Comparison between the virtual address to be translated and the translation lookaside buffer entry takes place a follows. Five parts of the virtual address are compared with those in the translation lookaside buffer entry using comparators C1 11, C2 12, C3 13, C4 14 and C5 15, respectively. Each comparator provides an on-output or off-output in response to the consistent or inconsistent comparison result. Five output signal lines are connected to the inputs of the decoder (DEC) 16. The decoder 16 provides one output used as a selection information for the selector (SEL) 17 and another output used as code information of the output level. The correlation between the values on the five input lines of the decoder 16 and its output information 18 is as shown in FIG. 7.
Output information 18 on each plane of the translation lookaside buffer is inputted to the minimum output level selection circuit 19, and consequently an entry having a minimum output level is selected. FIG. 6 shows the arrangement of the minimum output level selection circuit 19. In the figure, the output level 18a is compared with constants "0" through "5", and the value of output information 18 is fed to the input of the selector 33 via the selector 32 in accordance with the comparison result signal line 31. The OR circuits 36 have their output signal lines 35 indicating whether inputs equal to the output levels 0-5 have been detected. The output signal lines 35 are dealt with by NOT circuits 39 and AND circuits 37, so that one of the selectors 33 has its selection signal line 38 placed in the on-state with the remainder being kept in the off-state. In this case, when a signal line with a lower output level turns on, selection signal lines 38 having higher output levels turns off. In this way, one of the selectors 33 is selected to provide output information 232 through the register 34.
(2) It is tested by the comparator 80 whether the selected entry has a "0" output level. If the output level is "0", indicating that a relevant entry has been found, address translation is completed succesfully.
(3) If the output level is not "0", the output level 31 and output address 32 are set in the work registers (i, j) 33 and 34, respectively, and the following processing steps (4) through (8) are performed.
(4) The part selector 90 gets corresponding part information in the virtual address in response to the content of the register (i) 33, and sets it in the work register 35. For example, when the output level is "2", the value of part S in FIG. 5 is set in the register (k) 35.
(5) The address calculator 81 adds the content of register (k) 35 to the content of register (j) to form an address, and reads out data 302 of 8B from the memory. This data is set in the register (j) 34, and is also inputted to the merging circuit 21 for setting a value in the write entry data register 22 to the translation lookaside buffer 20. The merging circuit 21 sets the address section of a corresponding part in the enrry data register 22 in accordance with the content of register (i) 33.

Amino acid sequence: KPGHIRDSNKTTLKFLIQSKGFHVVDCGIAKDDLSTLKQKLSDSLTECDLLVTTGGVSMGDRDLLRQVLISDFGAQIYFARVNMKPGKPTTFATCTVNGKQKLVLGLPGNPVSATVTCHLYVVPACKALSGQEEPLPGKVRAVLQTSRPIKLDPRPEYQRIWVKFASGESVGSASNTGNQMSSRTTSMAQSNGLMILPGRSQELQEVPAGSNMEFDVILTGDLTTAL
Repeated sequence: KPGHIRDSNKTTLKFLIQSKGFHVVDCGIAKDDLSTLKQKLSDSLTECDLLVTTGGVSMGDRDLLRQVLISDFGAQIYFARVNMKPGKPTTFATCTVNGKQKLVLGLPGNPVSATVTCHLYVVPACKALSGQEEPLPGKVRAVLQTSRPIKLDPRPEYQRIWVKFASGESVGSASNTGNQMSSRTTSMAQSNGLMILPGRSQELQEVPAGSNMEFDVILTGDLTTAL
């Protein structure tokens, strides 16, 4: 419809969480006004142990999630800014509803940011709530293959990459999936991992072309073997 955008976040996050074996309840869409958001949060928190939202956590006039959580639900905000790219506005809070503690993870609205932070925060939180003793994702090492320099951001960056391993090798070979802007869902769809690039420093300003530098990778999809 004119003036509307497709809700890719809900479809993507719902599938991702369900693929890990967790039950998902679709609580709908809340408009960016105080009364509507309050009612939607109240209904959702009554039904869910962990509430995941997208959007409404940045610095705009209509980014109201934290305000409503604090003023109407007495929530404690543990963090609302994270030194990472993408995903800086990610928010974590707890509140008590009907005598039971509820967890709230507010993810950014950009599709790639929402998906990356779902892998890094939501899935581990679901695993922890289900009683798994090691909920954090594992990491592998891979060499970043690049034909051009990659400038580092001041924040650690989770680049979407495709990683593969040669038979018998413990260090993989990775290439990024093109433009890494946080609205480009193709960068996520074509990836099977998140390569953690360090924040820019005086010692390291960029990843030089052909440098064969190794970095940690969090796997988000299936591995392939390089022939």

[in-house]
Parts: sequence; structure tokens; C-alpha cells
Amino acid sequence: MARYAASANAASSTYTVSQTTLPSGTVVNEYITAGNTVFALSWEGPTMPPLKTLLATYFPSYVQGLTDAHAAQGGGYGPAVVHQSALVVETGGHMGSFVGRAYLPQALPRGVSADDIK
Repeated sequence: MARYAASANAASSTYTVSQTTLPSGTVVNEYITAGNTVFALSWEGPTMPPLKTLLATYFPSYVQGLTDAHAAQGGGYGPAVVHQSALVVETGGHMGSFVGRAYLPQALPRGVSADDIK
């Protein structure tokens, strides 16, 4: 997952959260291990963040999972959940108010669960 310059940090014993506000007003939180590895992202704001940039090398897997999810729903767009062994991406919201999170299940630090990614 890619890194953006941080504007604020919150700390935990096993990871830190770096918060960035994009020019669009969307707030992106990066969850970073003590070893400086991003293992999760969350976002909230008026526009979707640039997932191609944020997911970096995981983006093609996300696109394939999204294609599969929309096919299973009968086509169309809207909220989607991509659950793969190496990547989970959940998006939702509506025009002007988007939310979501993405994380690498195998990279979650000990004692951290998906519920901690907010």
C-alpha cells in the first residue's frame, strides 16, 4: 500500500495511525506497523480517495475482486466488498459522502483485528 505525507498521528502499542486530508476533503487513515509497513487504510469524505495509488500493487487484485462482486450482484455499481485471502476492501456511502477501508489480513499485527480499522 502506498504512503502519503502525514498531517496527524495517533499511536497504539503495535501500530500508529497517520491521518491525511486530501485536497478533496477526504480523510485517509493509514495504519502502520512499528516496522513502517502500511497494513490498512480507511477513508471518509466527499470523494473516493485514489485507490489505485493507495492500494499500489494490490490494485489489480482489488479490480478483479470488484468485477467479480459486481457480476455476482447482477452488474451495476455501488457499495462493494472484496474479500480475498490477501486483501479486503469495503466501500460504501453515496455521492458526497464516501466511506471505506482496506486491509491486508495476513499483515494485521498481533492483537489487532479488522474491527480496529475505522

(6) It is tested as to whether the invalid bit in the read-out data is "1". If it is detected to be "1", control is transferred to the program interrupt process, and processing is ended.
(7) If the invalid bit is not "1", the register (i) 33 (containing the output level) is reduced by one.
(8) If the content of register (i) 33 does not become zero, the sequence proceeds to processing step (4).
(9) If the content of register (i) 33 becomes zero, it means that address translation has been done successfully, and in this case registration in the translation lookaside buffer takes place. Namely, the conventionally known replacement algorithm is used to determine the entry position for registration.
(10) The content of entry data register 22 is written in the determined entry position, and the address translation process is ended. Information written in the entry position includes the following.
(a) Parts B1, B2, B3, S and P of the virtual address
(b) Starting addresses of the B2T table, B3T table, ST table and PT table The above information is the one up to the effective level among the information included in the entry selected in (1), and the one that is read out sequentially in (5).
An embodiment of this invention has been described. This embodiment exemplifies the case where the 64-bit virtual address is segmented into six parts, however, it will be appreciated that the present invention is readily applicable to other cases of the virtual address with a different length or different manner of segmentation.
According to this embodiment, address translation can be processed fast for the case in which a virtual address to be translated is not found in the translation lookaside buffer. This embodiment enables the reduction in the number of memory references from five times to 1-5 times.
According to the present invention, each entry of the translation lookaside buffer is made to include the starting address of each level of the translation tables in hierarchical structure, allowing the translation lookaside buffer to get an entry nearest to the virtual address to be translated, whereby the starting address of the translation table of each level recorded in the nearest entry can be used when the entry which is completely consistent with the positional address has not been found in the translation lookaside buffer. As a result, the address translation process of the case where a relevant entry does not exist in the translation lookaside buffer effectively can be speeded up.